Donated to the Fine Arts Museums of San Francisco in 2000.
London, Grafton Galleries, National Loan Exhibition (1909-10), cat. 14 (as by Watteau, La Contre-danse, lent by Sir Hugh Lane).
Hédouin, “Watteau” (1845), cat. 103.
Hédouin, Mosaïque (1856), cat. 104.
Goncourt, Catalogue raisonné (1875), cat. 122.
Monod, “L’exposition nationale” (1910)
Nicolle, “L’Exposition nationale” (1910), 58, 60.
Zimmermann, Watteau (1912), no. 20.
Dacier, Vuaflart, and Hérold, Jean de Jullienne et les graveurs (1921-29), cat. 177.
Réau, “Watteau” (1928), cat. 112.
Adhémar, Watteau (1950), cat. 156.
Mathey, Watteau, peintures réapparues (1959), 68.
Macchia and Montagni, L’opera completa di Watteau (1968), cat. 131.
Ferré, Watteau, 1972, 1: 157; 3: 787, 921, 948, cat. B43.
Roland Michel, Watteau (1981), cat. 175.
Washington, Paris, Berlin, Watteau 1684-1721 (1984), under cat. 31.
Rosenberg and Prat, Watteau, Catalogue raisonné des dessins (1996), cat. 225, 328, 481, 539, 628, R102.
Temperini, Watteau (2002), cat. 55.
Brussels, Palais des beaux-arts, Watteau, Leçon de musique (2013), under cat. 32.
Paris, Jacquemart-André, Watteau à Fragonard (2014), under cat. 31.
Eidelberg, "Watteau and a Souvenir of Rome" (2019).
Only a very few of Watteau’s extant drawings can be related to La Contredanse.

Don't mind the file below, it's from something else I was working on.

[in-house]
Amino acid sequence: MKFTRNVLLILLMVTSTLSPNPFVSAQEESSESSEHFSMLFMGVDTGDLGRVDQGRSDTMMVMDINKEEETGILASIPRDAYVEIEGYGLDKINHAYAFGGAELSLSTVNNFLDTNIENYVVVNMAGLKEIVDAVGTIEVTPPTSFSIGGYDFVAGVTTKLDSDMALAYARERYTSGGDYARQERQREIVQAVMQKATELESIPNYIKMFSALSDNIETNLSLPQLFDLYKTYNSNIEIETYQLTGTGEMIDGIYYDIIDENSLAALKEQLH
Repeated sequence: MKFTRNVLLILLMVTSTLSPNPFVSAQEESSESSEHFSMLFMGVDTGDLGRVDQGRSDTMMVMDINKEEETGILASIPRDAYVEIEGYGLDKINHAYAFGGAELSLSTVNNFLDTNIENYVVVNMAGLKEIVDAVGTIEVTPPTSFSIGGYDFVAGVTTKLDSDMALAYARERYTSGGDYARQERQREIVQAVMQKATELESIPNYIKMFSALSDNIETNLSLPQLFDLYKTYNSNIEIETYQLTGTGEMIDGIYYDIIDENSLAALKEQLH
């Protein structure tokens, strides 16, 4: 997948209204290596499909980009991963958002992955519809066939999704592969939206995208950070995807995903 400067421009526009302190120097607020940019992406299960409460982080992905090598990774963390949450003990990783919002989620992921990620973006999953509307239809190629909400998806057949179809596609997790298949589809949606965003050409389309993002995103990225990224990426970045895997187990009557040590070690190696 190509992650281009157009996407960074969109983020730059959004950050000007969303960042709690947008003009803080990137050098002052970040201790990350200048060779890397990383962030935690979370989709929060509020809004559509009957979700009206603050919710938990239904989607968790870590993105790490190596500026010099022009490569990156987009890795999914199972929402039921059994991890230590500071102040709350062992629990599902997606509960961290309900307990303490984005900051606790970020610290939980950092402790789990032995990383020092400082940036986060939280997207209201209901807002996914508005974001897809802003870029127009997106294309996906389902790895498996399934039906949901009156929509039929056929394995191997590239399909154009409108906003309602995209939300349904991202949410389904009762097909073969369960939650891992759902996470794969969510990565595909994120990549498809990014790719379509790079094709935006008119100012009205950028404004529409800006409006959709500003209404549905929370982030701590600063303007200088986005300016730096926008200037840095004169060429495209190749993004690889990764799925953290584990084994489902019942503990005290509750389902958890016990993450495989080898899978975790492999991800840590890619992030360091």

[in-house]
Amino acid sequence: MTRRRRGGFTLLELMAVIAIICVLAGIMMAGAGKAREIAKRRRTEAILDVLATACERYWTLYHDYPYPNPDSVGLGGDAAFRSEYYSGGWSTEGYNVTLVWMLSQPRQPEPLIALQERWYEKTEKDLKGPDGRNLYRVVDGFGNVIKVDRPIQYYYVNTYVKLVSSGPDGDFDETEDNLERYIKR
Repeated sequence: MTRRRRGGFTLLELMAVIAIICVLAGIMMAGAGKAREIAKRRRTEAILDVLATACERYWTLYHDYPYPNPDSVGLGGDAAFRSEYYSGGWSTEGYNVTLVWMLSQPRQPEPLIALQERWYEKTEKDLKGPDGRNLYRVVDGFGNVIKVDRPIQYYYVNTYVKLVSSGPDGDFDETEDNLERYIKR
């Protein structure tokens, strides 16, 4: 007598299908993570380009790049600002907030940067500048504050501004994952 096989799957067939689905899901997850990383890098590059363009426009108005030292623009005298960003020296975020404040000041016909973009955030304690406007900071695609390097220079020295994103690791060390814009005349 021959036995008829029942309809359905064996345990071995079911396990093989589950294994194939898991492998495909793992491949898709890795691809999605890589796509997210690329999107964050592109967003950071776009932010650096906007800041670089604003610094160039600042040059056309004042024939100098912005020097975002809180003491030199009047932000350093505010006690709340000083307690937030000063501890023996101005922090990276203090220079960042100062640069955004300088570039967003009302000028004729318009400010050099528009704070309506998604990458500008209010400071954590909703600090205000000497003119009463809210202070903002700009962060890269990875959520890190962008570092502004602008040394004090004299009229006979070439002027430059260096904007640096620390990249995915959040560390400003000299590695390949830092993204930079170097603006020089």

A drawing in the collection of the École des beaux-arts, Paris, contains studies used by Watteau for a number of paintings (Rosenberg and Prat 481). With good reason, it has been proposed that the seated woman at the center of the sheet was used for La Contredanse. But the woman in the drawing looks straight ahead, whereas in the painting she looks slightly to the side. As will be shown, Watteau used a separate study for her head and hands.
A drawing in the National Gallery, Washington, contains two studies of a woman that were used for the painting (Rosenberg and Prat 620). The study at the top of the sheet, of the woman with interlaced fingers, was used for the figure at the right of the painting, amplifying what was indicated in the École des beaux-arts drawing. On the same sheet in Washington, in the lower right corner, is another study of the woman, now with almost fully bared breasts. She reappears at the far right of the painting.
The study for the dancing woman has not survived, but it can be safely posited that there was such a drawing and that it was made at the same time as a sheet of studies now in the Brussels museum (Rosenberg and Prat 225). The model in the Brussels drawing wears the same dress and distinctive flat hat, as well as the same sash across her torso.